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FEATURE STORY February 21, 2019

Schemes To Systems | Mind the Gap: Ageing and Pensions


Only 12 percent of Indians are covered by a formal pension scheme.

Picture by Graham Crouch/DNDi

While India is often characterized as a young country, by 2050, every fifth Indian will be above the age of sixty.  An ageing population, with fewer children to depend on and changing family structures are creating one of the most important policy challenges for India. The question is: will India be able to ensure sustainable financial protection and dignity for its 104 million elderly - whose numbers are growing every year - by the time this demographic transition is complete?

The task will not be easy. Retirement support through pensions is crucial to any package of elderly support. At present, the gap between those who have pensions and those who don’t is huge. Only 12 percent of Indians are covered by a formal pension scheme. As a result, The problem is further compounded by rising life expectancy -nearly two decades at age 60 today, and the tiny savings of excluded individuals. Evidence from various sources suggests that those between 50 and 60 years of age do not have adequate pensions or retirement savings to support themselves for more than two years after they leave the workforce. Most of India’s elderly rely on a combination of physical assets and informal family-based arrangements for support.

There are two tools to support the elderly when earnings cease. First, contributory pension programs - such as the National Pension Scheme (NPS) and the Atal Pension Yojana (APY) recently announced by the central government - can cover a considerable number of those who have the financial capacity to save for their retirement. However, such programs only suit a small number of people, either formal employees or those who have the wherewithal to save. In contexts where savings are low and incomes irregular, the second tool - tax-funded unconditional cash transfers, also known as social pensions - become important to secure the future for those who are already old or who do not have the capacity to save for their old age. Evidence from countries such as China shows how rural social pensions tend to free up some of the support provided by children while also increasing health care consumption of the elderly.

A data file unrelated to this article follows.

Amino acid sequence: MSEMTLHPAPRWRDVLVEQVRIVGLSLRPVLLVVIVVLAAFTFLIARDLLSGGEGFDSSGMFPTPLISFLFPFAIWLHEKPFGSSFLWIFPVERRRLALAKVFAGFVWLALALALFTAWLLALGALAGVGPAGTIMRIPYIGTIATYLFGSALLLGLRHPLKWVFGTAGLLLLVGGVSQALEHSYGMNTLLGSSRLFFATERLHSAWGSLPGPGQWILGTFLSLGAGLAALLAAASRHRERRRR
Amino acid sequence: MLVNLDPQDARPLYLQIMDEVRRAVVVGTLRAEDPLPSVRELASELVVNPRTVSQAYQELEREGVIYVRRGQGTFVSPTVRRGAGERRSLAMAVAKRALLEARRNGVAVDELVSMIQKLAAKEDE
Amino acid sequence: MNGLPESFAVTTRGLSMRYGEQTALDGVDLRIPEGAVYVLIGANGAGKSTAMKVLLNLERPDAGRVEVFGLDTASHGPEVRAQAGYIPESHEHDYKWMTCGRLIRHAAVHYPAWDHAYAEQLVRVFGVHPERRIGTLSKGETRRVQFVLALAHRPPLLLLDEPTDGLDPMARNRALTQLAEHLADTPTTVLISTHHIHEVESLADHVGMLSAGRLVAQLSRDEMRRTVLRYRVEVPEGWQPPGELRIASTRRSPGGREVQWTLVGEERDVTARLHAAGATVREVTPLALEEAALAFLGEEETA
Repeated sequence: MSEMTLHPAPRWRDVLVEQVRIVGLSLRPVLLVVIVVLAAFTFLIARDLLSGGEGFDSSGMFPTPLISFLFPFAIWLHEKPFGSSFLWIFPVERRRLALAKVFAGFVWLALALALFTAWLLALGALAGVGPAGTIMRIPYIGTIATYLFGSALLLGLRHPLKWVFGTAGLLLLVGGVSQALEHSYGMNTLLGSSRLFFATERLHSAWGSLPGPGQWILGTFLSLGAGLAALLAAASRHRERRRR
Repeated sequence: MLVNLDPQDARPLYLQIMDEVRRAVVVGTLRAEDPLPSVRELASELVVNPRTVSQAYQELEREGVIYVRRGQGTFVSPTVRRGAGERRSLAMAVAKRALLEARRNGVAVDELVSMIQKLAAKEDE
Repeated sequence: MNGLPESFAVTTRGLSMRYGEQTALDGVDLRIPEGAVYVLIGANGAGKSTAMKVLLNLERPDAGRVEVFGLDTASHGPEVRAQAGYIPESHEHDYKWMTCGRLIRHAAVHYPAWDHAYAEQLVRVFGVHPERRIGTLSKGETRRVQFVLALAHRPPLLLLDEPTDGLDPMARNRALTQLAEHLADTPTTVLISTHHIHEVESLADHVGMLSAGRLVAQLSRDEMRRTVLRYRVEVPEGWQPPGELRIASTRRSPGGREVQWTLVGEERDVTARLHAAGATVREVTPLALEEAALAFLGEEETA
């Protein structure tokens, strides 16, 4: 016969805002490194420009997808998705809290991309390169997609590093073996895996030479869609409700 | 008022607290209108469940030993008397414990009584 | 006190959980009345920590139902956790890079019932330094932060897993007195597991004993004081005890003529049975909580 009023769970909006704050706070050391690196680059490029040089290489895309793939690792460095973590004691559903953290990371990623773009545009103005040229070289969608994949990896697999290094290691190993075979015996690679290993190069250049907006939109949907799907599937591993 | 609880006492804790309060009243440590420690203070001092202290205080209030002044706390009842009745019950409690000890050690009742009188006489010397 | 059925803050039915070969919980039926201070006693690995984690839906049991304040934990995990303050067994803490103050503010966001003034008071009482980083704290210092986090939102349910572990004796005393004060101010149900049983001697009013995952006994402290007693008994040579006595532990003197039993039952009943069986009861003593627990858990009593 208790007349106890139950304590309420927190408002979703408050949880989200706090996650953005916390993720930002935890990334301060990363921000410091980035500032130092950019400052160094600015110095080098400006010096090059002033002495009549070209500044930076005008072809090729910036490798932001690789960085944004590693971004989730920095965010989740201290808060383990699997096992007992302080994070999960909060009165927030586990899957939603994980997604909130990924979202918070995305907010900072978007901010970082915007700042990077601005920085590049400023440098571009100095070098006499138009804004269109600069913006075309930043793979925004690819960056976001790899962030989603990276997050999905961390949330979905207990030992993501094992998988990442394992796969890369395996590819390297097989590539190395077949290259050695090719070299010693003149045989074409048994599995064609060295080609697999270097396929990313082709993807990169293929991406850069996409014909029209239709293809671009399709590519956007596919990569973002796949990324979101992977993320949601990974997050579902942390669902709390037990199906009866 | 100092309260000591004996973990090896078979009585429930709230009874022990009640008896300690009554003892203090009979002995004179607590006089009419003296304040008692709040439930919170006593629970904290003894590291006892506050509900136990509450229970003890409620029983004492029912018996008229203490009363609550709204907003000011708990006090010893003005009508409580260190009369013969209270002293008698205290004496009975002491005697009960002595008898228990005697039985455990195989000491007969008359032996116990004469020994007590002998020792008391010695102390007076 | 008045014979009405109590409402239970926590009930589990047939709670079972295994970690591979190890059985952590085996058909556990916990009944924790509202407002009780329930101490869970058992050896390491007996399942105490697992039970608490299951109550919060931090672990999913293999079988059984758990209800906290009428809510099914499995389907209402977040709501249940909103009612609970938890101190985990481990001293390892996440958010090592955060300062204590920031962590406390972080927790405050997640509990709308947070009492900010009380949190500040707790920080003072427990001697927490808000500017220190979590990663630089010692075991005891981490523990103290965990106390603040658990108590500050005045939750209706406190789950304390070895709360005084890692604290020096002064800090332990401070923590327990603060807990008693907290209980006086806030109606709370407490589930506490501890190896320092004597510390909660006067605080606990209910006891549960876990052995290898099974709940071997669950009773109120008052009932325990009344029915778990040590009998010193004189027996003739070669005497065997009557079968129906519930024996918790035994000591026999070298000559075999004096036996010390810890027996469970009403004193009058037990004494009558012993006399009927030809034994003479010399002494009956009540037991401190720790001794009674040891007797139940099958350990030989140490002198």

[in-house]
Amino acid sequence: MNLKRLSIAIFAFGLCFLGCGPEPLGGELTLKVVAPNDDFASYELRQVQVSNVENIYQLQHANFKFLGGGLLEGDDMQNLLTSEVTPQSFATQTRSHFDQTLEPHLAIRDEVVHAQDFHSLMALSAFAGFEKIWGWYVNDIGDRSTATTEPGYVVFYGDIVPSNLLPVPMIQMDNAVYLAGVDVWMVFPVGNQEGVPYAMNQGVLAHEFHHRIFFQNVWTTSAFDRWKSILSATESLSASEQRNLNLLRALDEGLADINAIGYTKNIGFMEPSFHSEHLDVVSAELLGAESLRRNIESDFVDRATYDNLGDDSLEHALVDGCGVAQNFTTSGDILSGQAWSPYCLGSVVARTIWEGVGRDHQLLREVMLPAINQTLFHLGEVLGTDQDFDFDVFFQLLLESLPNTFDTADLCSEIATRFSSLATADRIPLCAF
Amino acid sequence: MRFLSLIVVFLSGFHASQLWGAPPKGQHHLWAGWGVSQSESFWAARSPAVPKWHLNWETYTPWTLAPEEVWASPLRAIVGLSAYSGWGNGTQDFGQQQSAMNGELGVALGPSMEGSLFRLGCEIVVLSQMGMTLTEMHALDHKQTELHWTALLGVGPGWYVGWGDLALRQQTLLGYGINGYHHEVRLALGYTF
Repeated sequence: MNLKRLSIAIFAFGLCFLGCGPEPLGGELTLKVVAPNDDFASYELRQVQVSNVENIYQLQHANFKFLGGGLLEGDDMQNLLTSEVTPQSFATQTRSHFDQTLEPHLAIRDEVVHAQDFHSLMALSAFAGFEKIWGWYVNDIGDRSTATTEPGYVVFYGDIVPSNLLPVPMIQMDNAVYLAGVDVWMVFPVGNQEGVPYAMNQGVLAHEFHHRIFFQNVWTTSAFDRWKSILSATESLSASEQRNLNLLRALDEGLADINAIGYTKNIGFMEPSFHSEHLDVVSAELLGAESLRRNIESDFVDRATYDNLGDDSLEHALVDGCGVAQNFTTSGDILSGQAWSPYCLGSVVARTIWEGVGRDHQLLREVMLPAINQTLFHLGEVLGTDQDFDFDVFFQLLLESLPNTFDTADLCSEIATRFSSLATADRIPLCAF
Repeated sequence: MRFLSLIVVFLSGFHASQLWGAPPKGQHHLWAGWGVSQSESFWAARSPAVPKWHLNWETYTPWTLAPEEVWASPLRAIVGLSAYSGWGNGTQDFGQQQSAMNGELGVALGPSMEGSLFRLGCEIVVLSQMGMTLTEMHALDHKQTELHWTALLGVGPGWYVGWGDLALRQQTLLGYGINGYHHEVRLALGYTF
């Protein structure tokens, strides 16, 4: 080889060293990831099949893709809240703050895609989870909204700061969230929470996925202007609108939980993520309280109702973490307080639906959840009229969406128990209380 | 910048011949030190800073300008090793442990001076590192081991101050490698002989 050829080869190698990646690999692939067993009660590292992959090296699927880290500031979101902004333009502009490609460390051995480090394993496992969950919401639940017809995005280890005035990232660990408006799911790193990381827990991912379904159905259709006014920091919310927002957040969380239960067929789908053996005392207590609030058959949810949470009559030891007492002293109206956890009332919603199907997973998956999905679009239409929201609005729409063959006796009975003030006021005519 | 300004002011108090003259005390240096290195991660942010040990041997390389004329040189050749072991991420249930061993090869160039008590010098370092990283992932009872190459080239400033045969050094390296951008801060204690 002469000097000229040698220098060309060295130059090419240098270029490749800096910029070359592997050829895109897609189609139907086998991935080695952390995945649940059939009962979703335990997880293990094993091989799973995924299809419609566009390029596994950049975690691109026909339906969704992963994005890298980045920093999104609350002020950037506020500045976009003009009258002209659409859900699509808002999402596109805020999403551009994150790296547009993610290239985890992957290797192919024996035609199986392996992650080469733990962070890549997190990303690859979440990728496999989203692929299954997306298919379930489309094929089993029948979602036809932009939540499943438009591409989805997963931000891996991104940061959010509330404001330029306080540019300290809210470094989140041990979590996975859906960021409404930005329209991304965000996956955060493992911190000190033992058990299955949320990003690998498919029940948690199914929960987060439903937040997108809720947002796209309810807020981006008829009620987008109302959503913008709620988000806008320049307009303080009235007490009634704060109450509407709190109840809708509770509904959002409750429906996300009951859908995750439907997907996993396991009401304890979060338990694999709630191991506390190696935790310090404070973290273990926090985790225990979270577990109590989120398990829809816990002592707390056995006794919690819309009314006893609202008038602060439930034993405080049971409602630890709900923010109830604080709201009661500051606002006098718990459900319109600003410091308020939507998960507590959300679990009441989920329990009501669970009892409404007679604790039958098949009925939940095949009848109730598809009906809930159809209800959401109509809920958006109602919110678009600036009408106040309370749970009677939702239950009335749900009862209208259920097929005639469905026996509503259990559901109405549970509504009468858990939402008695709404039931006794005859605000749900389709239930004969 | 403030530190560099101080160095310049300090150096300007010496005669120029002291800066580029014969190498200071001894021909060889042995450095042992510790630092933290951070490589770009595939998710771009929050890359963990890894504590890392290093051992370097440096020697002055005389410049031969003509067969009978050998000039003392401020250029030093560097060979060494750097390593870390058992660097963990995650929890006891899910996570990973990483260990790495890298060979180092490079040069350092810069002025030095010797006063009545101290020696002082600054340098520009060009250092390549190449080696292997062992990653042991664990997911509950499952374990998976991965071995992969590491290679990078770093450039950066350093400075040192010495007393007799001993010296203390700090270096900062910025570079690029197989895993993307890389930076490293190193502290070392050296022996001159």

"Most of India’s elderly rely on a combination of physical assets and informal family-based arrangements for support post retirement."

In India, social pensions have emerged as a key tool to protect the elderly poor –serving nearly 23 million people. This is in keeping with global trends where old-age tax financed social pensions have proliferated over the last two decades. At the same time, contributory schemes have made important progress. The number of subscribers for NPS Lite and APY - targeted to weaker economic segments and unorganized workers have increased to nearly 15.7 million as of July 2018.  But despite this expansion, coverage remains low -- at barely four per cent of India’s 391.4 million unorganized workforce. Survey data across Delhi and Odisha suggest irregular incomes and behavioral rigidities in accessing financial and savings products can explain low uptake. If this continues, .

To prevent this from happening, state and central governments will need a two-pronged approach -

  • The current young workforce must be encouraged to save for their old age by enrolling in long term retirement savings products such as APY. This could be done by encouraging individuals with PMJDY bank accounts to join contributory pension programs through new fin-tech tools. Such mass mobilization can allow India to generate strong volume of long-term retirement savings for the country.  Such encouragement will need concerted efforts to make enrollment processes easier, testing auto-enrollment options, sandbox pilots and boosting consumer confidence in financial products. Testing methods of auto-enrolment for the nearly 400 million Aadhar-seeded Jan Dhan Bank accounts can yield rapid results. The growth of digital transactions in India–where savings and monies can be transferred in a transparent and flexible manner –shall enable a new model of citizen-friendly and sustainable mode of pension financing which does not rely on payroll-taxes.
  • For those who are already old or do not have the financial capacity to save for their twilight years by contributing to NPS and APY, tax-funded old age pensions must be enhanced. While many states have opted for near-universal eligibility criteria for social pensions, surveys highlight challenges in translating policy into practice due to cumbersome enrollment processes. Adequacy levels of India’s pension benefits are lower than most middle-income countries. On a scale of 100, the Mercer Global Pensions Index on scores the adequacy of India’s pension benefit levels at 38.7, while China and Brazil receive a score of 53.4 and 72.5 respectively. Scaling up pension benefits and coverage needs to be pursued at mission-mode pace. The lives and dignity of an entire generation of India’s elderly is at stake.  

The article has been authored by Gautam Bhardwaj, Co-Founder, pinBox Solutions, Varsha Marathe, Senior Financial Sector Specialist, World Bank and Robert Palacios, Social Protection Lead Specialist, World Bank. An abridged version of this article was originally published in the Hindustan Times on February 20, 2019.